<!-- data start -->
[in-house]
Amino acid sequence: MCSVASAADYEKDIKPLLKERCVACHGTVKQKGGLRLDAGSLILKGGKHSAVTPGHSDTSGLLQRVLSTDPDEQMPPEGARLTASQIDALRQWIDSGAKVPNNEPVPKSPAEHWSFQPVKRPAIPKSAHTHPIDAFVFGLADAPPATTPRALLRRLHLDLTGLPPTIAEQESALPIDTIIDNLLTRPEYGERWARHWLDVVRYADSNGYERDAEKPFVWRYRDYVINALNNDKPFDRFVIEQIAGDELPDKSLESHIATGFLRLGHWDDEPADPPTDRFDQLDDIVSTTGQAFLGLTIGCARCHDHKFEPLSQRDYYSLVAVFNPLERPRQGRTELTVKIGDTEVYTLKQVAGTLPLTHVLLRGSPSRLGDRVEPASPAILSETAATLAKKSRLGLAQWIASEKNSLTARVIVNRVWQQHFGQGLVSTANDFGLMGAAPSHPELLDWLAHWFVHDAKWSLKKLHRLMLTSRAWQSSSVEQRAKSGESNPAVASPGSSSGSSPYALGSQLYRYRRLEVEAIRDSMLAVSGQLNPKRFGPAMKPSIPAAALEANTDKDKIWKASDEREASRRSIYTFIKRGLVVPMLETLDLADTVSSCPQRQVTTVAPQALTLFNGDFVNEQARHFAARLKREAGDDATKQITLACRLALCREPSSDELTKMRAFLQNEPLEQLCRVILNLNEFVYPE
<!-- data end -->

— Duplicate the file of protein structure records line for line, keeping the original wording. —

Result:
[in-house]
Amino acid sequence: MCSVASAADYEKDIKPLLKERCVACHGTVKQKGGLRLDAGSLILKGGKHSAVTPGHSDTSGLLQRVLSTDPDEQMPPEGARLTASQIDALRQWIDSGAKVPNNEPVPKSPAEHWSFQPVKRPAIPKSAHTHPIDAFVFGLADAPPATTPRALLRRLHLDLTGLPPTIAEQESALPIDTIIDNLLTRPEYGERWARHWLDVVRYADSNGYERDAEKPFVWRYRDYVINALNNDKPFDRFVIEQIAGDELPDKSLESHIATGFLRLGHWDDEPADPPTDRFDQLDDIVSTTGQAFLGLTIGCARCHDHKFEPLSQRDYYSLVAVFNPLERPRQGRTELTVKIGDTEVYTLKQVAGTLPLTHVLLRGSPSRLGDRVEPASPAILSETAATLAKKSRLGLAQWIASEKNSLTARVIVNRVWQQHFGQGLVSTANDFGLMGAAPSHPELLDWLAHWFVHDAKWSLKKLHRLMLTSRAWQSSSVEQRAKSGESNPAVASPGSSSGSSPYALGSQLYRYRRLEVEAIRDSMLAVSGQLNPKRFGPAMKPSIPAAALEANTDKDKIWKASDEREASRRSIYTFIKRGLVVPMLETLDLADTVSSCPQRQVTTVAPQALTLFNGDFVNEQARHFAARLKREAGDDATKQITLACRLALCREPSSDELTKMRAFLQNEPLEQLCRVILNLNEFVYPE